Genotype-guided strategy may improve warfarin dosing in Asians
A genotype-guided approach to warfarin dosing may result in fewer dose adjustments in Asian patients, according to a study from Singapore.
“A growing body of evidence has emerged indicating that the cytochrome P450 2C9 [CYP2C9] and Vitamin K epoxide reductase complex subunit 1 [VKORC1] genotypes are associated with maintenance dose requirements,” said the researchers. [Trends Cardiovasc Med 2015;25:33-41]
“In this study … the number of dose titrations in the first 2 weeks, and also throughout the follow-up period, was lower in the genotype-guided group than in the traditional dosing group,” they said.
This open-label, noninferiority trial conducted at three South East Asian hospitals involved 322 patients (median age 60 years, 58.4 percent male, 61.2 percent Chinese) who were about to initiate anticoagulation treatment with warfarin and were randomized to either genotype-guided (n=159) or traditional dosing (n=163). Of these, 269 (n=133 and 136 from the genotype-guided and traditional groups, respectively) received warfarin for ≥14 days and formed the modified intention-to-treat group.
At randomization, all patients received low-molecular weight heparin and warfarin was initiated on day 3 following an estimated 2 days for receipt of genotype data. Patients assigned to genotype-guided dosing had their doses tailored for 3 consecutive days, while those assigned to traditional dosing received a standard loading dose of 5 mg on days 1 and 2 and 3 mg on day 3 (or 4 mg on day 2 for patients >75 years). International normalized ratio (INR) was measured three times during the first 14 days (day 6, 7–9, and 12–14). Patients in both groups were treated for a median 90 days.
Patients in the genotype-guided dosing group required fewer dose titrations of warfarin within the first 2 weeks of treatment compared with those in the traditional dosing group (1.77 vs 2.93; mean difference, -1.16, 90 percent confidence interval [CI], -1.48 to -0.84; p<0.001 for noninferiority and superiority). [BMC Med 2018;16:104]
This reduction in dose titration requirements persisted throughout the 3-month study period with fewer titrations among patients in the genotype-guided dosing group than in the traditional dosing group (4.51 vs 6.06, incidence rate ratio [IRR], 0.76, 95 percent CI, 0.67–0.86; p=0.001), though frequency of INR measurements was comparable between groups.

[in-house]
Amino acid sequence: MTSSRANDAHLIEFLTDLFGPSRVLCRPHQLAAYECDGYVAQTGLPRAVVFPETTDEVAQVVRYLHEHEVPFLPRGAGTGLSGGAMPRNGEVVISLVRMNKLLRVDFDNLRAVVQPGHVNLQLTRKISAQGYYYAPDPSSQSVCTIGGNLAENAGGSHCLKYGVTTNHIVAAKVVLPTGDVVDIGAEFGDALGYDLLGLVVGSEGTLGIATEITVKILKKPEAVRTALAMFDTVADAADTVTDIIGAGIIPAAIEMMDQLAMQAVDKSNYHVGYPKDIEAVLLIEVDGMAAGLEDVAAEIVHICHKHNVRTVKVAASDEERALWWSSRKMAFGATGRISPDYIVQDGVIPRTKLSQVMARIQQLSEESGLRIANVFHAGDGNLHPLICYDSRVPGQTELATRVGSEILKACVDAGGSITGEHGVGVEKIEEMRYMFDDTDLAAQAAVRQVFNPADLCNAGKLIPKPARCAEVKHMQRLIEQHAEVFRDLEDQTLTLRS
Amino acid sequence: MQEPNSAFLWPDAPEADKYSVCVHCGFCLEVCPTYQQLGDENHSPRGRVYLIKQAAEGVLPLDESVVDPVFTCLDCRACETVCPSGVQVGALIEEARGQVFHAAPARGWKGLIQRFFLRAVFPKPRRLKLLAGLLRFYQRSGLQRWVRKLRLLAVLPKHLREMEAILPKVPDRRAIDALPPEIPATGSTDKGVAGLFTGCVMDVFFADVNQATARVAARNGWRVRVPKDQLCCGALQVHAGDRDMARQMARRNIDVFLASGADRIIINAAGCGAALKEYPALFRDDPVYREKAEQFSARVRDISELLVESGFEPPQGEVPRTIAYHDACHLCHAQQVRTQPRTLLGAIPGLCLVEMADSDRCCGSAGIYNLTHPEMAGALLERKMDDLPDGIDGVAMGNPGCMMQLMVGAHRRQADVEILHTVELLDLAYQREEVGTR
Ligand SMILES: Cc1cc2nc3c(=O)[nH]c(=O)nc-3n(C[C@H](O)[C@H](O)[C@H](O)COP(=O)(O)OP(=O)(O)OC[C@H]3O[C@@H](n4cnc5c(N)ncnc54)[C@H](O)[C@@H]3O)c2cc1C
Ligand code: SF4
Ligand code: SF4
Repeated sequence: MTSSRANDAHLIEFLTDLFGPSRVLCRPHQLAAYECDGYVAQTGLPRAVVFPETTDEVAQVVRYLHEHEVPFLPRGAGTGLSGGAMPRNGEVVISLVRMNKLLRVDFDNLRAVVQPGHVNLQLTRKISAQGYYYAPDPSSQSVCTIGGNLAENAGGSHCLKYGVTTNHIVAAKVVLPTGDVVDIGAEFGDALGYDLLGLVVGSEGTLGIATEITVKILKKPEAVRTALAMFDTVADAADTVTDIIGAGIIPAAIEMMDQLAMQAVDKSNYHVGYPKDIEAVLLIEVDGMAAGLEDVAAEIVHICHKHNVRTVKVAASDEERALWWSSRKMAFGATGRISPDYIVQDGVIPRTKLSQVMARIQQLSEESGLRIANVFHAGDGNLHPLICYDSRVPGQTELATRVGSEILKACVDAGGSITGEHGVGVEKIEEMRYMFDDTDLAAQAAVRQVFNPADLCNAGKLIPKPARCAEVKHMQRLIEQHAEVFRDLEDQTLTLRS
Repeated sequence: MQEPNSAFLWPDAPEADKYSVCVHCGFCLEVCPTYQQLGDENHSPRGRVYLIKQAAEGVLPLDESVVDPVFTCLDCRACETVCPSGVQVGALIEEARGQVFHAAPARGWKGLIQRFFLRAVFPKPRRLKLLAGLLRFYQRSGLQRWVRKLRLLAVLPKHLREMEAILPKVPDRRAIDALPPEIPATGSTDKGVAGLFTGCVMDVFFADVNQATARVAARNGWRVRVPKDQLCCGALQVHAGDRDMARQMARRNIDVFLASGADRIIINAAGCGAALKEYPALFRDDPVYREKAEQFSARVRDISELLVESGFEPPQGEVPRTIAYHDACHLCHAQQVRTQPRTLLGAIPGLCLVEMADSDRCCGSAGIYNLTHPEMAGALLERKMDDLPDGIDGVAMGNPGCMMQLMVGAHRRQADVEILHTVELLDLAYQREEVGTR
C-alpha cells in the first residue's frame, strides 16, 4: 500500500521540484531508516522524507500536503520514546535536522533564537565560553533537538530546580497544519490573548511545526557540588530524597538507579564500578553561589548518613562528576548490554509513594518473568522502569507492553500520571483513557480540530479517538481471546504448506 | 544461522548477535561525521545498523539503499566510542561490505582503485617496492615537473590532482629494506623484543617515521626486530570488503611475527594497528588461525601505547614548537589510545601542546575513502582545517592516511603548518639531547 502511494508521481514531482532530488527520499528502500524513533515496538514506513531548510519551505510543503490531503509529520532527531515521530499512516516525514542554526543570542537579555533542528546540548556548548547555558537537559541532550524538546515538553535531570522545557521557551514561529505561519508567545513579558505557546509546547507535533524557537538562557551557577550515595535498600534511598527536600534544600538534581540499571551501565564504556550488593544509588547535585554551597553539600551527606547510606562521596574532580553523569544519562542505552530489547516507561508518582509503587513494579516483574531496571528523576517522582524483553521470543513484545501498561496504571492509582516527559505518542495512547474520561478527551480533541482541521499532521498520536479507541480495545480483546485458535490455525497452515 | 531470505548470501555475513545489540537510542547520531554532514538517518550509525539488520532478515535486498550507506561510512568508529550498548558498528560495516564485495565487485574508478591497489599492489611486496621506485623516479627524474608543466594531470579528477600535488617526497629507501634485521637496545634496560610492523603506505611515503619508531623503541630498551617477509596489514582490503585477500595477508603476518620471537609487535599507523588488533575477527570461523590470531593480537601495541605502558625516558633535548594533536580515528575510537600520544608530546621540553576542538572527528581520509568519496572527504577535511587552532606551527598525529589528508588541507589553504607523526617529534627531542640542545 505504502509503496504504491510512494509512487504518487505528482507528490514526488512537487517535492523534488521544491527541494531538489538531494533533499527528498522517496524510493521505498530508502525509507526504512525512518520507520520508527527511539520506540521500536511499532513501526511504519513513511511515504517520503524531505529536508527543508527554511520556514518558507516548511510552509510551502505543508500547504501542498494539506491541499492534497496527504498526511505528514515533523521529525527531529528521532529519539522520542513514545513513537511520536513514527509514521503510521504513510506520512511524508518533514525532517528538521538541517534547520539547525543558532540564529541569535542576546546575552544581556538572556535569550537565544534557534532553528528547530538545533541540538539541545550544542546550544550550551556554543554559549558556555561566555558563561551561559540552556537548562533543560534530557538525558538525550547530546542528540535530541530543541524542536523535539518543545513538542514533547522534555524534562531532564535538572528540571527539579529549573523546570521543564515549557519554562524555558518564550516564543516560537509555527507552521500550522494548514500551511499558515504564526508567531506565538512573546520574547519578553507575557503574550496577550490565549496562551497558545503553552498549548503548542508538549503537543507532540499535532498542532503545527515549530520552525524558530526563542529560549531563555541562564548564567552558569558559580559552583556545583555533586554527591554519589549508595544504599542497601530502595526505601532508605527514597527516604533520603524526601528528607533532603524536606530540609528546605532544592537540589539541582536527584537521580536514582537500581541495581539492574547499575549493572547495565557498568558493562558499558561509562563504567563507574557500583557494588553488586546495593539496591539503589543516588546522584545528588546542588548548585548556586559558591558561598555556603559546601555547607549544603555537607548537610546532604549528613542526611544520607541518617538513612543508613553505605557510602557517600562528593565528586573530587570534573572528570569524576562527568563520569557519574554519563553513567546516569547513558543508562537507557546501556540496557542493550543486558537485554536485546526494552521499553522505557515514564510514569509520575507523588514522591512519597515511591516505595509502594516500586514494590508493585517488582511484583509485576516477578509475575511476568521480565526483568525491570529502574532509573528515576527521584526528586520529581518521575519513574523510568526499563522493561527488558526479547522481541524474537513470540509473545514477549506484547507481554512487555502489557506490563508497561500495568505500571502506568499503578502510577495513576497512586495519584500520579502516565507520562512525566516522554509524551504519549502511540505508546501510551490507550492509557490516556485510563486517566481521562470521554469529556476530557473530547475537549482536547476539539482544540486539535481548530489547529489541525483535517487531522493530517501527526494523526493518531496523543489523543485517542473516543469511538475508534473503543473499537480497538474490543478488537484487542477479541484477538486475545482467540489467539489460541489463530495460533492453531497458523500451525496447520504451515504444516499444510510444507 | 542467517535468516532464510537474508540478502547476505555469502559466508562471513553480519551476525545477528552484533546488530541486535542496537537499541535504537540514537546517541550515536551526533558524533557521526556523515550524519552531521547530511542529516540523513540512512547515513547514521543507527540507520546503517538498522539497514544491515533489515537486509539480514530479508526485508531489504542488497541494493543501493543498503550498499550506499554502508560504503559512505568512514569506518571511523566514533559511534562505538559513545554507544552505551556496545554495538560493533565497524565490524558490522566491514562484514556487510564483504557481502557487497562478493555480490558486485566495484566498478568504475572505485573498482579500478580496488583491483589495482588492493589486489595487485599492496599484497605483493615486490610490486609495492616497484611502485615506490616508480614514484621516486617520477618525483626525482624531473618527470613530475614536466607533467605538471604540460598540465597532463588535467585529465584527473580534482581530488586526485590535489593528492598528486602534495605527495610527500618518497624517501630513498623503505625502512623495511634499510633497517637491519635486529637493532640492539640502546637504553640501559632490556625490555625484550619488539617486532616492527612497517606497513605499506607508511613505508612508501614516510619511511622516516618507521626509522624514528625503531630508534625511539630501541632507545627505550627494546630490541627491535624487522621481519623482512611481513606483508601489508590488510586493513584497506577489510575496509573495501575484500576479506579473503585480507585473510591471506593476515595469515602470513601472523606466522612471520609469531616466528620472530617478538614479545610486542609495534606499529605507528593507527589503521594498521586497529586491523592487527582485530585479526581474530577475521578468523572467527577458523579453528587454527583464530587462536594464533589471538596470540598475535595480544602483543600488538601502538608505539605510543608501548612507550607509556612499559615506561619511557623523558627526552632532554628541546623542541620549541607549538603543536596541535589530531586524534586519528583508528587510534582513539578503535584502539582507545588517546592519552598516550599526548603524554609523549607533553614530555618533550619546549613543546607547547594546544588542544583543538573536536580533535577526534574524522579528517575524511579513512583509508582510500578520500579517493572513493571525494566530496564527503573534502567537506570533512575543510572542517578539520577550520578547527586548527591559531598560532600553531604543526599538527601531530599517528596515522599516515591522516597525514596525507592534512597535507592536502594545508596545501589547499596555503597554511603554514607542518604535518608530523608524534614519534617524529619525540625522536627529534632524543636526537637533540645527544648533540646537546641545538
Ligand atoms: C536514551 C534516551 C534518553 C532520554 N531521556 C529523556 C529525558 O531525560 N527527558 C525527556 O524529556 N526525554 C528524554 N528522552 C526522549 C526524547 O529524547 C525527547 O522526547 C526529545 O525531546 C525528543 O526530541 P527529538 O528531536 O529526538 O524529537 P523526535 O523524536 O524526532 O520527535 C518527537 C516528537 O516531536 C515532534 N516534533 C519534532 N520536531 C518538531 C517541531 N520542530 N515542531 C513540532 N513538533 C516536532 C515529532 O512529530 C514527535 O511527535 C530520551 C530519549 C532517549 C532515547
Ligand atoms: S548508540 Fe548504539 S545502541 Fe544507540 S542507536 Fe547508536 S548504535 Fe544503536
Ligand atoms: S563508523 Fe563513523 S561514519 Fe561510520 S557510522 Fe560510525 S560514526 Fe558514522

Genotype-guided dosing did not appear to affect median time to stable INR (36 days vs 37 in the traditional dosing group, 77.4 percent vs 79.4 percent of patients achieving stable INR, hazard ratio, 1.00; p=0.99) or time within therapeutic range (60.0 percent vs 57.1 percent, mean difference, 2.9 percent; p=0.29) over the 3-month study period.
Incidence of minor or major bleeding affected a similar proportion of patients in the genotype-guided and traditional dosing groups (RR, 1.02; p=0.96 and RR, 1.02; p=0.97, respectively), as did incidence of recurrent venous thromboembolism (RR, 2.05; p=0.55) and out-of-range INR (<1.9 [RR, 1.03; p=0.21] or >3.1 [RR, 1.01; p=0.97]).
The genotype-guided algorithm accurately predicted daily maintenance doses (mean percentage error, -7.4 percent, root mean squared error, 1.10 mg).
Study limitations included the lack of endpoint assessment according to ethnicity, the large proportion of patients from a single centre (86.7 percent), and the inability to test for differences in percentage of time in therapeutic range.
“Well-managed warfarin therapy is associated with a reduction in the risk of complications, yet the majority of patients do not achieve long-term stable INR within the therapeutic range, indicating the difficulty in identifying an optimal maintenance dose for individual patients,” said the researchers.
“On average, Asian patients homozygous for less-sensitive VKORC1 haplotypes [H7, H8, or H9] and wild-type for CYP2C9 will require more than 3.5 times the maintenance dosage needed by patients with the VKORC1 H1/H1 haplotype and a copy of the CYP2C9*3 allele [Clin Pharmacol Ther 2006;79:197-205], highlighting a potential pitfall of empirical dose initiation and titration,” they continued.
“[Findings of this study] imply that clinicians treating Asian patients may consider applying a pharmacogenetic algorithm to personalize initial warfarin dosages,” they said.